by Las Vegas Review-Journal Editorial Board, July 24, 2022
The Clark County School District now plans to keep its top students from being too successful.
This month, the School Board approved changes to the district’s GPA calculations. Beginning in the 2023-24 school year, student GPAs are now capped at 4.95. Previously, there wasn’t a cap on how high GPAs could go.
Most readers are probably wondering how GPAs can go above 4.0. After all, if an A grade is worth 4 points, what could top that? A good question.
The district awards bonus points for completing honors, Advanced Placement, International Baccalaureate and dual enrollment classes. Students completing an AP class, for instance, receive an extra 0.05 to their GPA. The more higher-level classes students take, the more their GPAs can grow. Grade inflation is a real problem, but state regulations require certain bonuses.
In some cases, this leads to GPAs that look like typos. Troy Harris and Edwin Ma will be seniors at Clark High School next year. They both have 6.1 GPAs. They testified against the change, which originally would have started next school year.
“By reintroducing the GPA cap so suddenly in our final year of high school, all of this hard work is being essentially invalidated,” Mr. Harris told the board.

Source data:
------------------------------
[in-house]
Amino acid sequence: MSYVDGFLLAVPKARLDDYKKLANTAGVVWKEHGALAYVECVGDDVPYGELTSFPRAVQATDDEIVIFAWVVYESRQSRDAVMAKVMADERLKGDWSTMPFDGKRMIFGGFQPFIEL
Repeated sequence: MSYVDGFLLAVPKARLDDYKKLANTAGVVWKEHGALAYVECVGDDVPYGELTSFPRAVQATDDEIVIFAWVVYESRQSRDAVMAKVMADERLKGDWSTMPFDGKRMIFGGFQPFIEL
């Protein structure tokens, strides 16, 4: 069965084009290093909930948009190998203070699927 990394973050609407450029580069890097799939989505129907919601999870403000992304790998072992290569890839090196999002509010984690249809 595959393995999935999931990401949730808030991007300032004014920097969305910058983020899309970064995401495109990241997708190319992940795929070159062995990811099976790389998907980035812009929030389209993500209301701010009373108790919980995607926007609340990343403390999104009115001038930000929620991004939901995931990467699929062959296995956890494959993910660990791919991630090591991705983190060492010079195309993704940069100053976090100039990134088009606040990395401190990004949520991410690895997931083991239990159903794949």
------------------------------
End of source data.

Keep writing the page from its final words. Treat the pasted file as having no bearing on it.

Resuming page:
Think about what he’s saying. He and students like him took harder classes in pursuit of higher GPAs. That is a good thing. They’re better educated because they had a goal to work toward.
By artificially capping GPAs, the district is removing an incentive that encourages students to take more difficult, challenging courses. Once there’s nothing higher to aim for, some students will coast. This will probably also lead to dozens of valedictorians and salutatorians at some schools.
“It’s affecting mental health,” Mike Barton, who ironically serves as the district’s chief student achievement officer, said when discussing the changes at a June board meeting. “It’s just not healthy for colleague interactions — student to student.”
Perhaps students wouldn’t feel so much pressure to compete with GPAs if they could compete on standardized tests. But many elite universities no longer require those scores.
This whole thing brings to mind a scene from “The Incredibles.” Dash is talking with his mom, Helen Parr, who is the superhero Elastigirl.
“But Dad always said our powers are nothing to be ashamed of, our powers made us special,” Dash said.
“Everyone’s special, Dash,” she tells her son.
“Which is another way of saying that no one is,” he notes.
That’s exactly what school district officials seem to want.